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In Corvello v. Wells Fargo, the homeowner, Mr. Corvello, applied for a mortgage modification under the federal Home Affordable Modification Program (more commonly known as HAMP). Lenders, like Wells Fargo, that choose to participate in HAMP must comply with program rules. (To learn more about HAMP, see the articles in Nolo’s Federal Making Home Affordable Programs topic page.)
In order to get a permanent modification, the homeowner must comply with the terms of a trial period plan -- which entails providing certain documents to the lender and making trial payments. Mr. Corvello provided all requested documents and made all payments. According to HAMP rules, the lender must then either (1) notify the homeowner that he does not qualify for HAMP, or (2) offer a permanant mortgage modification under HAMP.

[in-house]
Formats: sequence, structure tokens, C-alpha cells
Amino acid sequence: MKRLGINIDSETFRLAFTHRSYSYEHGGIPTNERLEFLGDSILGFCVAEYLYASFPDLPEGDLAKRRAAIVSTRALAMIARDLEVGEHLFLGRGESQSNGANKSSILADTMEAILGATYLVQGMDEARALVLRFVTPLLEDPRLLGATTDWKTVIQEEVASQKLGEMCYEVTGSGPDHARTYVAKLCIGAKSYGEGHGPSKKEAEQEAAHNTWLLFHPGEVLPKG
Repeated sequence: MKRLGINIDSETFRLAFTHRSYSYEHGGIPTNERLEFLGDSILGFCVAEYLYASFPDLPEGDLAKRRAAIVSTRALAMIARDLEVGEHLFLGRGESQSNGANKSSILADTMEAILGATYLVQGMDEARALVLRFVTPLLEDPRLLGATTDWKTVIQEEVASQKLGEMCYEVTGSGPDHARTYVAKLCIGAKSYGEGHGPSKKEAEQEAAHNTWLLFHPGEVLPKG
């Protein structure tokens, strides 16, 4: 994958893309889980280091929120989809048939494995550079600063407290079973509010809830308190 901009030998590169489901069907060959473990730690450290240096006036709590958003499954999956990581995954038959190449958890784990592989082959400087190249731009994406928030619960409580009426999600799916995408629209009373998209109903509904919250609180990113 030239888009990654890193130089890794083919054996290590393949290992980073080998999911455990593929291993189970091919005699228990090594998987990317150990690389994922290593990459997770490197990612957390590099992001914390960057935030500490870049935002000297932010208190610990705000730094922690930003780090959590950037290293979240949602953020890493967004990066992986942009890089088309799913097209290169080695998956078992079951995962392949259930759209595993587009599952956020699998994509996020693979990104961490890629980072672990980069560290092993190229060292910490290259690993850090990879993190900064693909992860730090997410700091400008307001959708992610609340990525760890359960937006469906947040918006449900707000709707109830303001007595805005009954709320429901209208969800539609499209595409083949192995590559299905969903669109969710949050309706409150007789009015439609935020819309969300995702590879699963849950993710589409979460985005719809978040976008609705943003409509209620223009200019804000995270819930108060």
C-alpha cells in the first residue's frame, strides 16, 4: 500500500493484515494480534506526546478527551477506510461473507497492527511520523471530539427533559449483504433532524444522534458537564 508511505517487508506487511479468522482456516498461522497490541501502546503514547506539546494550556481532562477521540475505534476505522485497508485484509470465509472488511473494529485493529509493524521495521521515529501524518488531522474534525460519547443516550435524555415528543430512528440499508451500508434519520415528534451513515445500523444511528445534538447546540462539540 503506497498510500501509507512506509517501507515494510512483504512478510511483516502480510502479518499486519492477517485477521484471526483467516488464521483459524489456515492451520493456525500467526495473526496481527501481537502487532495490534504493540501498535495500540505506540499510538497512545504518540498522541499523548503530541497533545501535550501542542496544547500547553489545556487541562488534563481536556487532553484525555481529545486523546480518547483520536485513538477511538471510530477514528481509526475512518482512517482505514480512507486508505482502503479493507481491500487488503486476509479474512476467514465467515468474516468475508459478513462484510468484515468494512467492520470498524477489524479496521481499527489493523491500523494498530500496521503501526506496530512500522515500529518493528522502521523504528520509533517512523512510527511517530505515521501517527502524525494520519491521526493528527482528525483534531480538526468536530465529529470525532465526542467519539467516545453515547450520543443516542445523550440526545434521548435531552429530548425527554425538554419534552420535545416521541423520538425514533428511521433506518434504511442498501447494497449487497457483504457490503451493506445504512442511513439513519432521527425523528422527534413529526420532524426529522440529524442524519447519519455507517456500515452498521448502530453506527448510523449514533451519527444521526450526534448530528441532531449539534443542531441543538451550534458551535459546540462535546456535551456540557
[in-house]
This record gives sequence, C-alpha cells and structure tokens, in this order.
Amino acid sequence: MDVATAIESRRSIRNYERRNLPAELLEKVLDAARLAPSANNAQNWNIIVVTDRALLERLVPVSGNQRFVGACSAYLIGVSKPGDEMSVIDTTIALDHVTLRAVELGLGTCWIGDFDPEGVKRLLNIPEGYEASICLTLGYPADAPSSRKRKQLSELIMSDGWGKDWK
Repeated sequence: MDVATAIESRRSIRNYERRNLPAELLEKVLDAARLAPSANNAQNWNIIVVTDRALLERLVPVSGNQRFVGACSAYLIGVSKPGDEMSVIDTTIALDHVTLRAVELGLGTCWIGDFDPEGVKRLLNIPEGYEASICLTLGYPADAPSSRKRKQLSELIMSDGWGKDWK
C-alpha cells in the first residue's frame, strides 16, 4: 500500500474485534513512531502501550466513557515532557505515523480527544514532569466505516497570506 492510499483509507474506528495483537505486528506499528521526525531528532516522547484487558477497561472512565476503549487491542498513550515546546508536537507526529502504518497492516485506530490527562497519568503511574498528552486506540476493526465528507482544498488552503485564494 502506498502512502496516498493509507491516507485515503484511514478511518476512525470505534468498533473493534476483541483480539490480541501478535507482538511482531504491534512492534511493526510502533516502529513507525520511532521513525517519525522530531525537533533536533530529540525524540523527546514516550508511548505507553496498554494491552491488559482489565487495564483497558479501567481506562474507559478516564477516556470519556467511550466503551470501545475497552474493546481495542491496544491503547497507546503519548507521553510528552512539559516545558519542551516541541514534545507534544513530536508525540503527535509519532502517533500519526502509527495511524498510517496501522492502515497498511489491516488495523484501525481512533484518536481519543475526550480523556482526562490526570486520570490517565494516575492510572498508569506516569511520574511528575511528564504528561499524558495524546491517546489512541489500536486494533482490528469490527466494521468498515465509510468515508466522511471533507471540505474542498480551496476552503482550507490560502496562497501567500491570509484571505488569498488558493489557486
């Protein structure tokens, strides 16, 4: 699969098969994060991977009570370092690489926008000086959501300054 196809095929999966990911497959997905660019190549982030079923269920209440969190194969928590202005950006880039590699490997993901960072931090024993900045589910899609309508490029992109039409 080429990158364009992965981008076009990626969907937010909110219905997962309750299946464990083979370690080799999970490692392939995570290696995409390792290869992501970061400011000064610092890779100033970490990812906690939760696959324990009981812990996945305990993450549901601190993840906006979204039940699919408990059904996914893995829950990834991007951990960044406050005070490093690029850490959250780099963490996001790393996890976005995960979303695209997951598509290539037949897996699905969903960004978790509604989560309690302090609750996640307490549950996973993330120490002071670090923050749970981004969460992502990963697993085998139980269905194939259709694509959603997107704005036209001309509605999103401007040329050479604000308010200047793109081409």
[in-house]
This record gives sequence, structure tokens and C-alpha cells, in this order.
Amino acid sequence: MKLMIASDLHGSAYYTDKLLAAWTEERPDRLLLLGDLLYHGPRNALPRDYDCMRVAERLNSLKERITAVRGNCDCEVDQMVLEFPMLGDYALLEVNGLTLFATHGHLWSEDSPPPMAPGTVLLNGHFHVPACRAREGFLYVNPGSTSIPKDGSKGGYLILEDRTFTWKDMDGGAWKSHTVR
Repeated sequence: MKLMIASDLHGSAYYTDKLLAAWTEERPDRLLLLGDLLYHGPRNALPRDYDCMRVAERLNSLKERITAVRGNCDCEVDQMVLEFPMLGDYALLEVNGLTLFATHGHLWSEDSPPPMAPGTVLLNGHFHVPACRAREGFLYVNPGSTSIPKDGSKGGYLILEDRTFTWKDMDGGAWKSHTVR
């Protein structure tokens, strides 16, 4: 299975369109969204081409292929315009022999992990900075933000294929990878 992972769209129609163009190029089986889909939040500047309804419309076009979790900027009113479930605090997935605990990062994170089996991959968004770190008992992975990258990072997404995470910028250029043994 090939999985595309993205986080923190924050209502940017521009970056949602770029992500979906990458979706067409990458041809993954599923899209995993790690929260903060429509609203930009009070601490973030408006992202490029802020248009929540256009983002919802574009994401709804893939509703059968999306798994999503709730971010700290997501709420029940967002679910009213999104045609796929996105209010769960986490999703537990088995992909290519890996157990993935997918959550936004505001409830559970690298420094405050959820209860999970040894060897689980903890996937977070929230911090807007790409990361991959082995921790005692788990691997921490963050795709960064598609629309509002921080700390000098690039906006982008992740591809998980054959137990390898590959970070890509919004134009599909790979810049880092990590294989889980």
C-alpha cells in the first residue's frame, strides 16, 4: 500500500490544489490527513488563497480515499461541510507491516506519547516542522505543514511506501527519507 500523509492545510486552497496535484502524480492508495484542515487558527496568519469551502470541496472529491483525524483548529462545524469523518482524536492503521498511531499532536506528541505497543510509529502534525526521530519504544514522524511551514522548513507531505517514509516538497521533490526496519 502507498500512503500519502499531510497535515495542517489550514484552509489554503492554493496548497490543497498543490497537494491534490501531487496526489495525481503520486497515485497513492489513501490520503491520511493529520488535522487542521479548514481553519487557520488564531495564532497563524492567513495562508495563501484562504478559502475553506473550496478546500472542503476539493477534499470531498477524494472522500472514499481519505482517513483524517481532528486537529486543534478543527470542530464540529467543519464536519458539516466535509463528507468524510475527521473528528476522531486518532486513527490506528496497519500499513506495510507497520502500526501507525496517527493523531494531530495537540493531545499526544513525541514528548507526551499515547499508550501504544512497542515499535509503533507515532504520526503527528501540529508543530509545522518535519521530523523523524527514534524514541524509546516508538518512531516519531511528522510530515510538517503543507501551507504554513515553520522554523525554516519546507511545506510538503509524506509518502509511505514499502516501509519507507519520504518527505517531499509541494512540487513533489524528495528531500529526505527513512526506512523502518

In this case, Wells was silent -- it never sent notice to Mr. Corvello that he was not eligible for HAMP. And yet at the same time, Wells refused to offer Mr. Corvello a permanent mortgage modification.
The Ninth Circuit Court of Appeals said that this was not OK. It ruled that Wells Fargo must offer homeowners a permanent mortgage modification under HAMP where:
To learn more about the facts of the case and the ruling, see Nolo's blog 9th Circuit Tells Wells Fargo: You Can't Have Your Cake and Eat it Too.
The bottom line: If you apply for a mortgage modification under HAMP, your mortgage holder must comply with the rules of the program. If you live up to your part of the bargain (by providing all documents and payments pursuant to the TPP), then the mortgage holder must stick to its part of the bargain -- either tell you why you are not eligible for HAMP or else offer a permanent mortgage modification.